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Jack Garrott provided quiet example for others to follow

February 25, 2008|By MARLO BARNHART

Editor's Note: Each Sunday, The Herald-Mail publishes "A Life Remembered." This continuing series takes a look back - through the eyes of family, friends, co-workers and others - at a member of the community who died recently. Today's "A Life Remembered" is about John H. "Jack" Garrott Sr., who died Feb. 12 at the age of 82. His obituary was published in the Feb. 15 edition of The Herald-Mail.

Looking back over the rich, full life that defined Jack Garrott, his youngest son, Bill - the Dominican priest of the family - said there is one memory of his father that literally shaped his life.

"As we were growing up, there were many times we saw our father kneeling by his bedside to say his night prayers," Bill said from his office in Washington, D.C.

Once Bill and his seven siblings were grown, they asked him about that practice.

"He admitted he purposely left the bedroom door open so his children would see that their father always needed God's help each day," Bill said.

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These and other warm memories surfaced as the family gathered in Hagerstown to support each other just days after Jack's death in Florida on Feb. 12 at the age of 82.

"Dad treated each and every person as the special man, woman or child that they were," daughter Mary Taylor said. "Through his example, I've done the same, and it's helped me tremendously."

Youngest daughter Ellen Castellano remembered how her father intervened to help save St. Maria Goretti High School in the mid-1970s when it was in danger of closing due to low enrollment.

Perhaps it was that experience that helped Jack step up when The Maryland Theatre was days away from the wrecking ball, with buyers poised to purchase the bricks.

Jack and about 20 others incorporated as the Committee to Save the Maryland Theatre, raising money and securing grants that ultimately led to its restoration and entry of the South Potomac Street building onto the National Register of Historic Places.

Long before he made his mark on the lives of his children, his community and business associates, Jack went on a fateful blind date and made an impression on a pretty young nurse from Waynesboro, Pa., at a New Year's Eve party in the late 1940s.

"I was nursing at Union Memorial Hospital in Baltimore making $8 a day then," Ann Price Garrott said. She had bought a black floor-length dress from Hutzler's in Baltimore with her hard-earned wages and was hoping to be asked to the big country club dance in Hagerstown.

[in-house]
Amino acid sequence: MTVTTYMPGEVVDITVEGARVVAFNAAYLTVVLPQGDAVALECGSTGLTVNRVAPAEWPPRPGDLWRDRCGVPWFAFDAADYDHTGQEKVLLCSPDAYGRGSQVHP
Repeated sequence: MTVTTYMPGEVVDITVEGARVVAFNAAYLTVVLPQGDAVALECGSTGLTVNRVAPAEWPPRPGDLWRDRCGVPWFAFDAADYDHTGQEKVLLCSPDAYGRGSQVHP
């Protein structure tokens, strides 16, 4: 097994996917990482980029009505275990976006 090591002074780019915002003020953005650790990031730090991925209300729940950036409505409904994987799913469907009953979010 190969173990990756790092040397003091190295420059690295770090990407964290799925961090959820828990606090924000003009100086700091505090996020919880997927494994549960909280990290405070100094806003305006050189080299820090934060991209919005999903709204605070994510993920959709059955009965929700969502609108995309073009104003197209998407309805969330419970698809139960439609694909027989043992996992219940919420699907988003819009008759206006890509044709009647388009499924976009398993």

"We fell for each other immediately," Ann said. They were married in 1948 and began their family quickly.

At that time, Jack was a student at the Maryland Institute College of Art in Baltimore. Hoping for a career in design or architecture, Jack instead went to work for the family business - Four States Livestock Auction in Hagerstown, with three other locations in the Tri-State area.

Still, he never let go of his avocations, which he combined with his strong sense of involvement in the works of his community and his church.

The Maryland Theatre odyssey began with a casual conversation on his front porch, where he learned that the historic building was in imminent danger of being razed.

That effort, coupled with his long involvement in downtown improvement, increased parking, economic development and, of course, his business interests didn't detract from his strong family loyalties.

"Dad was always available to talk," daughter Louisa Chambers said. "He'd stop what he was doing and make time for us."

Barbara DeGaetano's special growing-up memory was of Christmas and how her father made trimming the tree a fun and enjoyable event.

"I've enjoyed building things such as the basketball hoop for my garage," son John H. Garrott Jr. said. "I explained what I wanted to do and dad mailed me some drawings - with his drawings and telephone advice," the hoop got installed.

Lois Snyder said her father went to great lengths for family unity, many times through prayer and good advice.

"He put a lot of effort into solving rifts and disagreements - dad worked hard to keep us together," Lois said.

In 1964, Jack, Ann and five of their children piled into a school bus that Jack remodeled so they could travel in comfort to the World's Fair in New York.

"It had a full kitchen, a bathroom and slept eight," Ann said. "Jack did all the work himself."

Susan Brown said she relished the fact that she was able to fit between her father and the left-side mirror.

"I felt as though I was driving the bus, too," Susan said.

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